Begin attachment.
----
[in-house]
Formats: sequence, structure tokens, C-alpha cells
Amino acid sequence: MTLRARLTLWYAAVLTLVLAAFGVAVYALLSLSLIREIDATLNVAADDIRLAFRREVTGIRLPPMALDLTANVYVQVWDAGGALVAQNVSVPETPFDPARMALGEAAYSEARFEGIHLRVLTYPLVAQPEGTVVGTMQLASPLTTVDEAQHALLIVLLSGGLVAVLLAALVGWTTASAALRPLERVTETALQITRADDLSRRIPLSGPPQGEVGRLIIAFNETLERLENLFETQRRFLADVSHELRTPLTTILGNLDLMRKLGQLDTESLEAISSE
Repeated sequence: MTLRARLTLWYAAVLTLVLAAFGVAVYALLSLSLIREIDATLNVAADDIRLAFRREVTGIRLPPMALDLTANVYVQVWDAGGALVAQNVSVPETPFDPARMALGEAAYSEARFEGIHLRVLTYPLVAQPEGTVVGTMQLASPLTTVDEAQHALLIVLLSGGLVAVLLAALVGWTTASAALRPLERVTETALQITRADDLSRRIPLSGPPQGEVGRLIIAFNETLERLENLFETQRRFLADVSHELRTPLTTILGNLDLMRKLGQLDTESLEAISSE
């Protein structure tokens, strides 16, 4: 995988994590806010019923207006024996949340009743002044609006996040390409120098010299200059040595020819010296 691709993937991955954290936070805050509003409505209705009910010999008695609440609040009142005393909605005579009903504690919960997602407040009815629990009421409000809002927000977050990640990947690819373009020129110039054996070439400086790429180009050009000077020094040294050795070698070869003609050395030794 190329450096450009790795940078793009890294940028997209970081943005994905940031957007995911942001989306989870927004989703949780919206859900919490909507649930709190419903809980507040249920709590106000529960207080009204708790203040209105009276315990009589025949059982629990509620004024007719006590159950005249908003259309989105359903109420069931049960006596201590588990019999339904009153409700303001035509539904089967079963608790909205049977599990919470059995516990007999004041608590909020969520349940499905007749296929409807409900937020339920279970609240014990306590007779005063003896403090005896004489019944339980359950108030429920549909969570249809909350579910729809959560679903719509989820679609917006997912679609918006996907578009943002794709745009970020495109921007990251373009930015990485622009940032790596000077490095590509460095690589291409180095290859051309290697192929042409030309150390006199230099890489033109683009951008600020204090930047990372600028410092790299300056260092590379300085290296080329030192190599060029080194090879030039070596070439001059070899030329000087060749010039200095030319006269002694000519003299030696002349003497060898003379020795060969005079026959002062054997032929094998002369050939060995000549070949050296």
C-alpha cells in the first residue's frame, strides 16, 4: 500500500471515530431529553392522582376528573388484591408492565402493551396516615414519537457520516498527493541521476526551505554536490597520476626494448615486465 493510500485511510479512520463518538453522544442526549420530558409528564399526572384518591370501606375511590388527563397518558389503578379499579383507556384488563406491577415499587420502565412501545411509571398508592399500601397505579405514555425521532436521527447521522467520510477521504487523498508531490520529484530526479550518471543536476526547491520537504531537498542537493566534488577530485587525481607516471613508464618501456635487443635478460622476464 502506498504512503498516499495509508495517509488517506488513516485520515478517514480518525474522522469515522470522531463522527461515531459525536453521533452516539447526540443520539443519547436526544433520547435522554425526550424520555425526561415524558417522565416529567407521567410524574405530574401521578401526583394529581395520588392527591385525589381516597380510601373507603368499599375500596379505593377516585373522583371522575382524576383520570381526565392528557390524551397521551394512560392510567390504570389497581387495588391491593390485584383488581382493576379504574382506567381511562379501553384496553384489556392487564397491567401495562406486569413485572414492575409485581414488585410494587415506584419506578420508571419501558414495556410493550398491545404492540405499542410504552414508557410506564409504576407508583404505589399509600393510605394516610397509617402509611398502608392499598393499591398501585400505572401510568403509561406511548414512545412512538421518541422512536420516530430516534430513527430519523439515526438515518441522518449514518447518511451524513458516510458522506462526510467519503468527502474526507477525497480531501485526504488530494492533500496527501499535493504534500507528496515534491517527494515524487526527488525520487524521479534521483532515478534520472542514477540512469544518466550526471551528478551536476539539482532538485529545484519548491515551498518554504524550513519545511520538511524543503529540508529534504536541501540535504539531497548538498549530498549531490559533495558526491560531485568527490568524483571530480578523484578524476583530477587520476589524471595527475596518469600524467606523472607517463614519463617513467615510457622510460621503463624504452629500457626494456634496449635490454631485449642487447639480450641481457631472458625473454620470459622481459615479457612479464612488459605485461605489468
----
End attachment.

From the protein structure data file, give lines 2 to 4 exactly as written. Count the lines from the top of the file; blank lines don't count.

Formats: sequence, structure tokens, C-alpha cells
Amino acid sequence: MTLRARLTLWYAAVLTLVLAAFGVAVYALLSLSLIREIDATLNVAADDIRLAFRREVTGIRLPPMALDLTANVYVQVWDAGGALVAQNVSVPETPFDPARMALGEAAYSEARFEGIHLRVLTYPLVAQPEGTVVGTMQLASPLTTVDEAQHALLIVLLSGGLVAVLLAALVGWTTASAALRPLERVTETALQITRADDLSRRIPLSGPPQGEVGRLIIAFNETLERLENLFETQRRFLADVSHELRTPLTTILGNLDLMRKLGQLDTESLEAISSE
Repeated sequence: MTLRARLTLWYAAVLTLVLAAFGVAVYALLSLSLIREIDATLNVAADDIRLAFRREVTGIRLPPMALDLTANVYVQVWDAGGALVAQNVSVPETPFDPARMALGEAAYSEARFEGIHLRVLTYPLVAQPEGTVVGTMQLASPLTTVDEAQHALLIVLLSGGLVAVLLAALVGWTTASAALRPLERVTETALQITRADDLSRRIPLSGPPQGEVGRLIIAFNETLERLENLFETQRRFLADVSHELRTPLTTILGNLDLMRKLGQLDTESLEAISSE